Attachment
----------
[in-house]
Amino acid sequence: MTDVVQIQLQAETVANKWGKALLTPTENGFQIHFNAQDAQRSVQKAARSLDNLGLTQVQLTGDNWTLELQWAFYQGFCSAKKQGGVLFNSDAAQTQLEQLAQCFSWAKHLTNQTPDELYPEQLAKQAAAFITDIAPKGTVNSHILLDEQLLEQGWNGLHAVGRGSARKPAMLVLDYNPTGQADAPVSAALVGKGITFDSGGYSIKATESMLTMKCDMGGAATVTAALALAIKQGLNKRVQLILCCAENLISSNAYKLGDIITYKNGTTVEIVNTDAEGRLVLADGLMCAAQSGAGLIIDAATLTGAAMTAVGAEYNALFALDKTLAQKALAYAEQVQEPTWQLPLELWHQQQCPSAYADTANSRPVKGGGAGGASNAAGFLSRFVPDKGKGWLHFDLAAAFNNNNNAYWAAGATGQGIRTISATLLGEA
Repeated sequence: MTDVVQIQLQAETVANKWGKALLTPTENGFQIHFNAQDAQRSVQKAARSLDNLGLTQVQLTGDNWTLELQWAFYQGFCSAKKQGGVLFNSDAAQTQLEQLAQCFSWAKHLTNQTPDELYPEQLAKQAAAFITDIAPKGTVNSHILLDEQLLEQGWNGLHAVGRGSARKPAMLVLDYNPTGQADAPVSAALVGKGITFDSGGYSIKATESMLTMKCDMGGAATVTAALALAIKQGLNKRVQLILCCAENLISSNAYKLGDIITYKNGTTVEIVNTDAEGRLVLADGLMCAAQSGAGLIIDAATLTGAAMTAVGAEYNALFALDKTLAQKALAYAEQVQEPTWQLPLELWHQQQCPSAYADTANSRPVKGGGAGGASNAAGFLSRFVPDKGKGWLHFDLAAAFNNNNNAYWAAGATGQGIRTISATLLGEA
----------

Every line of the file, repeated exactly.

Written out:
[in-house]
Amino acid sequence: MTDVVQIQLQAETVANKWGKALLTPTENGFQIHFNAQDAQRSVQKAARSLDNLGLTQVQLTGDNWTLELQWAFYQGFCSAKKQGGVLFNSDAAQTQLEQLAQCFSWAKHLTNQTPDELYPEQLAKQAAAFITDIAPKGTVNSHILLDEQLLEQGWNGLHAVGRGSARKPAMLVLDYNPTGQADAPVSAALVGKGITFDSGGYSIKATESMLTMKCDMGGAATVTAALALAIKQGLNKRVQLILCCAENLISSNAYKLGDIITYKNGTTVEIVNTDAEGRLVLADGLMCAAQSGAGLIIDAATLTGAAMTAVGAEYNALFALDKTLAQKALAYAEQVQEPTWQLPLELWHQQQCPSAYADTANSRPVKGGGAGGASNAAGFLSRFVPDKGKGWLHFDLAAAFNNNNNAYWAAGATGQGIRTISATLLGEA
Repeated sequence: MTDVVQIQLQAETVANKWGKALLTPTENGFQIHFNAQDAQRSVQKAARSLDNLGLTQVQLTGDNWTLELQWAFYQGFCSAKKQGGVLFNSDAAQTQLEQLAQCFSWAKHLTNQTPDELYPEQLAKQAAAFITDIAPKGTVNSHILLDEQLLEQGWNGLHAVGRGSARKPAMLVLDYNPTGQADAPVSAALVGKGITFDSGGYSIKATESMLTMKCDMGGAATVTAALALAIKQGLNKRVQLILCCAENLISSNAYKLGDIITYKNGTTVEIVNTDAEGRLVLADGLMCAAQSGAGLIIDAATLTGAAMTAVGAEYNALFALDKTLAQKALAYAEQVQEPTWQLPLELWHQQQCPSAYADTANSRPVKGGGAGGASNAAGFLSRFVPDKGKGWLHFDLAAAFNNNNNAYWAAGATGQGIRTISATLLGEA